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Nutrition & Pregnancy

Congratulations, you're pregnant! You feel happy and slightly anxious. Perhaps you're having nausea or strange cravings. It's possible that what used to be your favorite food makes you deathly ill.  Relax, you've been hijacked by your hormones!

A few important ground rules to remember:

  • You can't completely rely on your hunger to determine how many calories you need to eat. Remember that it took our pregnant hunter-gatherer ancestors all day to find the extra calories that we can get in one trip to the refrigerator!
  • The placenta or afterbirth does filter out many harmful substances before they affect the baby but there are some exceptions like alcohol and toxins like mercury and dioxins.
  • Certain food-borne infections like Listeria and some parasites can affect the baby during pregnancy.
  • Adequate hydration, especially in our arid climate, can prevent many problems.
  • Too much or too little weight gain can adversely affect your pregnancy.

Total Pregnancy Recommended Weight Gain

  • Underweight (BMI less than 18.5) - 28 to 40 lbs
  • Normal weight (BMI 18.5 to 24.9) - 25 to 35 lbs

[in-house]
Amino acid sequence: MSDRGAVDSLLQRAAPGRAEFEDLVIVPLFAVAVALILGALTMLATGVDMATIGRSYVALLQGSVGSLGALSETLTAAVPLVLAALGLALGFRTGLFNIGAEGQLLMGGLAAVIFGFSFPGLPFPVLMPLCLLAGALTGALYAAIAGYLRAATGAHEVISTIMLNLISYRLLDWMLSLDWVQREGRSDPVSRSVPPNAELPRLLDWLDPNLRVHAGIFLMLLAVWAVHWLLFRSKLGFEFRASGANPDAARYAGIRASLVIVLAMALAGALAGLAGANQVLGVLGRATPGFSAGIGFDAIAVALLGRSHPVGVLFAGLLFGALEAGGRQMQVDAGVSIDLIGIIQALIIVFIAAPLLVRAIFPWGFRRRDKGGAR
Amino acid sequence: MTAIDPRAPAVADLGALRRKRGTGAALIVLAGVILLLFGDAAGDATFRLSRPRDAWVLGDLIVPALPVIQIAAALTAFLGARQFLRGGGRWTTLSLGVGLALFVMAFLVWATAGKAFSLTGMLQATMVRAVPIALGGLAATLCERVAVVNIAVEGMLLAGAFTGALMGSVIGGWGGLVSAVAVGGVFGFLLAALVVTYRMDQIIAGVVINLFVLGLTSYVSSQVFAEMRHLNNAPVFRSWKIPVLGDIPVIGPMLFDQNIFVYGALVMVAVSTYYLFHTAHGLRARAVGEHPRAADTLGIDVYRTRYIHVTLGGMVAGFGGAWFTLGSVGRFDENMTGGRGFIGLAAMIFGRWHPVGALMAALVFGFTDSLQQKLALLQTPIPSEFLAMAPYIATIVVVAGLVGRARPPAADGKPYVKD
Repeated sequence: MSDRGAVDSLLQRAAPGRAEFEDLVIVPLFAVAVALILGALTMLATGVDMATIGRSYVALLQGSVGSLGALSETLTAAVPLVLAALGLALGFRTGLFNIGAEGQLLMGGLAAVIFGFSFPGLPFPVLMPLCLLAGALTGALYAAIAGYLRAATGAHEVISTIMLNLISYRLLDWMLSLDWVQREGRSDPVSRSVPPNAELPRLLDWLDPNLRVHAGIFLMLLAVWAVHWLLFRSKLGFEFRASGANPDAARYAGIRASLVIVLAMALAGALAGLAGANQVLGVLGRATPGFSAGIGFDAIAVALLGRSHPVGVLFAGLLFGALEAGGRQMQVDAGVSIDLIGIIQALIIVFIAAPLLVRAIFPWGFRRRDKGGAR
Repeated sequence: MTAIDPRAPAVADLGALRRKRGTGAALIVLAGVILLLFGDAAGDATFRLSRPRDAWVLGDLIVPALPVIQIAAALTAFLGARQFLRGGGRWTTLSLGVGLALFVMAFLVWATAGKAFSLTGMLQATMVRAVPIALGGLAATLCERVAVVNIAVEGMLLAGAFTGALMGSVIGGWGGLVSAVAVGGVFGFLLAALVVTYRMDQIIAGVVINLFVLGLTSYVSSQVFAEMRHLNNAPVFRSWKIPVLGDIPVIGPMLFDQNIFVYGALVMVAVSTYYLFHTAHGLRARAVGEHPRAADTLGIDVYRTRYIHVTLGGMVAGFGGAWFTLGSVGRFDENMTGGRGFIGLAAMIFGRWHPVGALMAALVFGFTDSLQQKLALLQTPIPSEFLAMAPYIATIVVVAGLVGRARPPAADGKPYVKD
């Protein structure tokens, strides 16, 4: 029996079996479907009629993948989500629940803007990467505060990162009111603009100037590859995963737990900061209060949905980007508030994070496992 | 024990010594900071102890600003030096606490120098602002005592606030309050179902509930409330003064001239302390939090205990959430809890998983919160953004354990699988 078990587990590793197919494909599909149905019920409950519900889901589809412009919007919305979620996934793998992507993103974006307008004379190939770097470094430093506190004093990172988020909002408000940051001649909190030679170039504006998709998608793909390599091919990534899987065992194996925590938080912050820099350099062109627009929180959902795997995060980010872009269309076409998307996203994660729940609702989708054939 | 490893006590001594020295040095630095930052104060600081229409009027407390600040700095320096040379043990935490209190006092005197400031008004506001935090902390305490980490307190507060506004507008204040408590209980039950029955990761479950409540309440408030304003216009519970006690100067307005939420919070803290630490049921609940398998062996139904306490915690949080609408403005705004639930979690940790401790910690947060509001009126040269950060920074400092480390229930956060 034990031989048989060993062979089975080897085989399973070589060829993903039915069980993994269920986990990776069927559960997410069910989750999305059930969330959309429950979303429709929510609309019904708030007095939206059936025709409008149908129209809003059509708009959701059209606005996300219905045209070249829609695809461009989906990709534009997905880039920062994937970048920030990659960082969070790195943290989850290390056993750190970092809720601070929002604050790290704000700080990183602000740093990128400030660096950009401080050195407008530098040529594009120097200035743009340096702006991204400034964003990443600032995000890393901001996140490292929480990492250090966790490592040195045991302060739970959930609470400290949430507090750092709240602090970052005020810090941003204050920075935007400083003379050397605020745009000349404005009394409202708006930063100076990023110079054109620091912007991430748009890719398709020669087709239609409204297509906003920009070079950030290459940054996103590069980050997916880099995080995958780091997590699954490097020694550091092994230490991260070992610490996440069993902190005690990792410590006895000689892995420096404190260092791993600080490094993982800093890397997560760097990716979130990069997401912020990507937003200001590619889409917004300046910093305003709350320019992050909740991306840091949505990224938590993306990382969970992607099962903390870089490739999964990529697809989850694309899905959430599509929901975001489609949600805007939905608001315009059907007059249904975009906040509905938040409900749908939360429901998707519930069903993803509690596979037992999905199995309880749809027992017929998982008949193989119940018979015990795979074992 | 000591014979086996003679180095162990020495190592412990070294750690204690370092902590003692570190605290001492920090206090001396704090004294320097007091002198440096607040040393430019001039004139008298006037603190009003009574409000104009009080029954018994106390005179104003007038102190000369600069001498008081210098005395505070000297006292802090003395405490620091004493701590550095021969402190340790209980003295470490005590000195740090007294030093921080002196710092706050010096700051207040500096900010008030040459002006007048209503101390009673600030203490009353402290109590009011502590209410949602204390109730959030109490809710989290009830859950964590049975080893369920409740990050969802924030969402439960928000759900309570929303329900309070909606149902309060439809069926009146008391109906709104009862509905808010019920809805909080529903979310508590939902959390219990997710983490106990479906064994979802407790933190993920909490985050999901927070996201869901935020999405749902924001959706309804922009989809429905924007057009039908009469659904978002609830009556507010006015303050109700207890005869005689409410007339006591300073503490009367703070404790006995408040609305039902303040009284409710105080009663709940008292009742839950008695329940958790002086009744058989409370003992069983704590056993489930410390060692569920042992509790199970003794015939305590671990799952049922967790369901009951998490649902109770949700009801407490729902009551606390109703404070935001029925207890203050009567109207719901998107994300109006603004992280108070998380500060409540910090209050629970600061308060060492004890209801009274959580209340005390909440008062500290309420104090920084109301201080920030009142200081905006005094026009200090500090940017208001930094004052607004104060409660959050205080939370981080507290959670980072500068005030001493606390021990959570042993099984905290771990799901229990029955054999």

• Overweight (BMI 25 to 29.9) - 15 to 25 lbs
  • Obese (BMI 30 or greater) - 11 to 20 lbs

Where Does All That Weight Go?

  • Your Baby= 7 to 8 lbs
  • Larger Breasts = 1 to 3 lbs
  • Larger Uterus = 2 lbs
  • Placenta = 1.5 lbs
  • Amniotic Fluid = 2 lbs
  • Body Fat = 5 to 8 lbs
  • Circulating Blood Volume = 3 to 4 lbs
  • Increased Fluid Volume = 6 to 7 lbs
  • Total = 25 to 35 lbs

What are the risks of too much or too little weight gain?

  • Too Much Weight gain
    http://www.nlm.nih.gov/medlineplus/videos/news/pregnancy_and_weight_102209.html
    • Increased risk of gestational diabetes (high blood sugar of pregnancy)
    • Increased risk of high blood pressure of pregnancy
    • Increased risk of an overweight baby
    • Increased risk of Cesarean section
    • Obese women who gain more than 15 pounds during pregnancy tend to retain much of it long after delivery
  • Too Little Weight gain
    • Increased risk of a low birth weight baby
    • Increased risk of premature labor

Weight Gain by Trimester

The 1st Trimester, weeks 0 through 12, is the most important time in your baby's development. All your baby's organs are forming in this first 12 weeks, the placenta is developing (the "afterbirth" that provides your baby's nutrition and oxygen throughout the pregnancy) and your body is creating the reserve needed for a safe pregnancy.